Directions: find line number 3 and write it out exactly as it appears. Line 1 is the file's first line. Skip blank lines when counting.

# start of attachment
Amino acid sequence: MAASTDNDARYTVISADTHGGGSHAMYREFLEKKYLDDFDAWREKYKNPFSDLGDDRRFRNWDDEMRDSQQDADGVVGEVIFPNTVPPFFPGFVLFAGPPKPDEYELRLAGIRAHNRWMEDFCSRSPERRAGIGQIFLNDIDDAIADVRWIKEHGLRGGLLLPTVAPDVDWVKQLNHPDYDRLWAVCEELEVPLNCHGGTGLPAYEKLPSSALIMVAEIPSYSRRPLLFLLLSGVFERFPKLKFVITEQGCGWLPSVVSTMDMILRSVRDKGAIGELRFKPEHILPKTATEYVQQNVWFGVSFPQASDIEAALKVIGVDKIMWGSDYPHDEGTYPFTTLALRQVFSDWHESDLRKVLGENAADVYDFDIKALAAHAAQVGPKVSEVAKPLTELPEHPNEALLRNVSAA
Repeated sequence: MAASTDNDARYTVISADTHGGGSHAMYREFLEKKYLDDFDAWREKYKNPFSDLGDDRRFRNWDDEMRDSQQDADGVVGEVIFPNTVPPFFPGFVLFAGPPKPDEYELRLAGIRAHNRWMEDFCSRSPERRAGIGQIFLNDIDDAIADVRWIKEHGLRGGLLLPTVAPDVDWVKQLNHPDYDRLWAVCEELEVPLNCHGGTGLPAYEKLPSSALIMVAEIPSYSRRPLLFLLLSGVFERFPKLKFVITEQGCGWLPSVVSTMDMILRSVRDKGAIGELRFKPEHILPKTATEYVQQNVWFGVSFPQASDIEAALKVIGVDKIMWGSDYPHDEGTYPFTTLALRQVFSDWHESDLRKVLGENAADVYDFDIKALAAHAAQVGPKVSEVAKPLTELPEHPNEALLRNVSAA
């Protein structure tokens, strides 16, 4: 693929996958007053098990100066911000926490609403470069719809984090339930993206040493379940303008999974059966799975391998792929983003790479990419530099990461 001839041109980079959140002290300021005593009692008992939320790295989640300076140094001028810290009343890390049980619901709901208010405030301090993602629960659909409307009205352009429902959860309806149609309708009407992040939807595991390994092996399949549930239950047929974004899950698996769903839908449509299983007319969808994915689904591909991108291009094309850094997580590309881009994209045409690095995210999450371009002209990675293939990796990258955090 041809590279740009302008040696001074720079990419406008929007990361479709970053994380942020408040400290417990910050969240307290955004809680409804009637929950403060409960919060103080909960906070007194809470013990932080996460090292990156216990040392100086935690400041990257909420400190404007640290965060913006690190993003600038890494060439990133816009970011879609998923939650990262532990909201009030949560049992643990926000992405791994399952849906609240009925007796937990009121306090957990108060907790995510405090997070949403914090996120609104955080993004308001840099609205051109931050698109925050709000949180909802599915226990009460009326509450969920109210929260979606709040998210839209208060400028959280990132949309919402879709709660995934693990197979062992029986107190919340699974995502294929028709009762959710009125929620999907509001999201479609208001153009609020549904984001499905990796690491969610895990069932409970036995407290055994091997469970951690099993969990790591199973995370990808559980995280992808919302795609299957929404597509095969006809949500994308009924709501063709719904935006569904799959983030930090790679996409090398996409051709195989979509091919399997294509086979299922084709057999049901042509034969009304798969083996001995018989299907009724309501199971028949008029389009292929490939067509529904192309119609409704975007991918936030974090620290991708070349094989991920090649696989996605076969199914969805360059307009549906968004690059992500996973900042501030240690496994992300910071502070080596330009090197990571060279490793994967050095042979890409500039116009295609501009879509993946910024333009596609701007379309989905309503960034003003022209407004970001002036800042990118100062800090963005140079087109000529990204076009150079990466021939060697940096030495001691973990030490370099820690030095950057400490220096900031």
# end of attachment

């Protein structure tokens, strides 16, 4: 693929996958007053098990100066911000926490609403470069719809984090339930993206040493379940303008999974059966799975391998792929983003790479990419530099990461 001839041109980079959140002290300021005593009692008992939320790295989640300076140094001028810290009343890390049980619901709901208010405030301090993602629960659909409307009205352009429902959860309806149609309708009407992040939807595991390994092996399949549930239950047929974004899950698996769903839908449509299983007319969808994915689904591909991108291009094309850094997580590309881009994209045409690095995210999450371009002209990675293939990796990258955090 041809590279740009302008040696001074720079990419406008929007990361479709970053994380942020408040400290417990910050969240307290955004809680409804009637929950403060409960919060103080909960906070007194809470013990932080996460090292990156216990040392100086935690400041990257909420400190404007640290965060913006690190993003600038890494060439990133816009970011879609998923939650990262532990909201009030949560049992643990926000992405791994399952849906609240009925007796937990009121306090957990108060907790995510405090997070949403914090996120609104955080993004308001840099609205051109931050698109925050709000949180909802599915226990009460009326509450969920109210929260979606709040998210839209208060400028959280990132949309919402879709709660995934693990197979062992029986107190919340699974995502294929028709009762959710009125929620999907509001999201479609208001153009609020549904984001499905990796690491969610895990069932409970036995407290055994091997469970951690099993969990790591199973995370990808559980995280992808919302795609299957929404597509095969006809949500994308009924709501063709719904935006569904799959983030930090790679996409090398996409051709195989979509091919399997294509086979299922084709057999049901042509034969009304798969083996001995018989299907009724309501199971028949008029389009292929490939067509529904192309119609409704975007991918936030974090620290991708070349094989991920090649696989996605076969199914969805360059307009549906968004690059992500996973900042501030240690496994992300910071502070080596330009090197990571060279490793994967050095042979890409500039116009295609501009879509993946910024333009596609701007379309989905309503960034003003022209407004970001002036800042990118100062800090963005140079087109000529990204076009150079990466021939060697940096030495001691973990030490370099820690030095950057400490220096900031």